On The Road

Technology versus tradition

Photo By: Courtesy of Jaguar
Photo Courtesy Of Jaguar The Jaguar XJL comes with a supercharged gasoline-powered V-8 engine that produces 510 horsepower.

Assume you’re in the market for a new four-door sedan and are more concerned about the statement the car will make about you than what it costs.

What image do you wish to project – new wave or old money, techno-savvy or traditional?

Last month we drove paragons of both possibilities: the 2012 Fisker Karma and the 2012 Jaguar XJL Supersport.

Both have four doors, offer the best in automotive design, luxury and performance – and cost more than $110,000.

However, the Fisker Karma is all cutting-edge technology, transmitting power directly to the rear wheels with two electric motors, powered by batteries charged at home or by an onboard gasoline engine.

By contrast, the Jaguar offers a traditionally powered 510-horsepower supercharged 5-liter V-8 engine transmitting power to the rear wheels through a six-speed automatic transmission.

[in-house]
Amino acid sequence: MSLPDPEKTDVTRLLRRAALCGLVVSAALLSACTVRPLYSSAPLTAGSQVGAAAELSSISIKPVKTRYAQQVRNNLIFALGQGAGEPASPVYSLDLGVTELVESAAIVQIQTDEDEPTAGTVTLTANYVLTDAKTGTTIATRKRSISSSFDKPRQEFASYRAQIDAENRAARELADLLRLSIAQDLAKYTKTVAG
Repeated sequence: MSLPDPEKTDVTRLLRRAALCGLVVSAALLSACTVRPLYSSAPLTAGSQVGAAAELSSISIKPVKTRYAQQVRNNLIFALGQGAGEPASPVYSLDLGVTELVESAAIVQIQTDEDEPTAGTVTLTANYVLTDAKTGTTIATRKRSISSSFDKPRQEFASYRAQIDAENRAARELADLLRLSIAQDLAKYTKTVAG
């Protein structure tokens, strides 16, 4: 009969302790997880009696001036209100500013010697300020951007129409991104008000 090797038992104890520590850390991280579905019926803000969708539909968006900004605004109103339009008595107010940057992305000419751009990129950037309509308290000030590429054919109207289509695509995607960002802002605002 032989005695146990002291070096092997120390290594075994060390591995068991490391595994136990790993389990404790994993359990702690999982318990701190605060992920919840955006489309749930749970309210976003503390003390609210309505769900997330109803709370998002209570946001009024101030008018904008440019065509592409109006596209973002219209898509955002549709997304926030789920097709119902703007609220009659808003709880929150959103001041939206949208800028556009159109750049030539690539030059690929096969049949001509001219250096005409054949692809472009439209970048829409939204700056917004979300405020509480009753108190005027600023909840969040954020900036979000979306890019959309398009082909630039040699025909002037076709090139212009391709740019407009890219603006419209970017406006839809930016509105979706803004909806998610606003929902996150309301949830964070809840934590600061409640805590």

We drove the Karma on a recent visit to the local Fisker dealership (see story on Page 25), taking it into the hills and for a brief blast along Interstate 280. Whether driving with traffic through the neighborhoods in its “stealth” mode or accelerating up the onramp in “sport” mode, the car is satisfying to drive. Its steering and handling are what one would expect from this sleek supercar.

Technically, the car is a “plug-in, rechargeable hybrid.” The rear wheels are each driven by an electric motor mounted inboard of the wheel, drawing electricity from a lithium-ion power pack along the spine of the car between the seats.

A power outlet can completely recharge the batteries in as little as six hours with a 220/240V battery charger, providing a tested range of up to 50 miles in stealth mode, using just the batteries, under normal driving and weather conditions. If the driver needs to go farther, the onboard four-cylinder gasoline engine can charge the batteries while underway, adding as much as 250 miles to the car’s range on one tank of gas.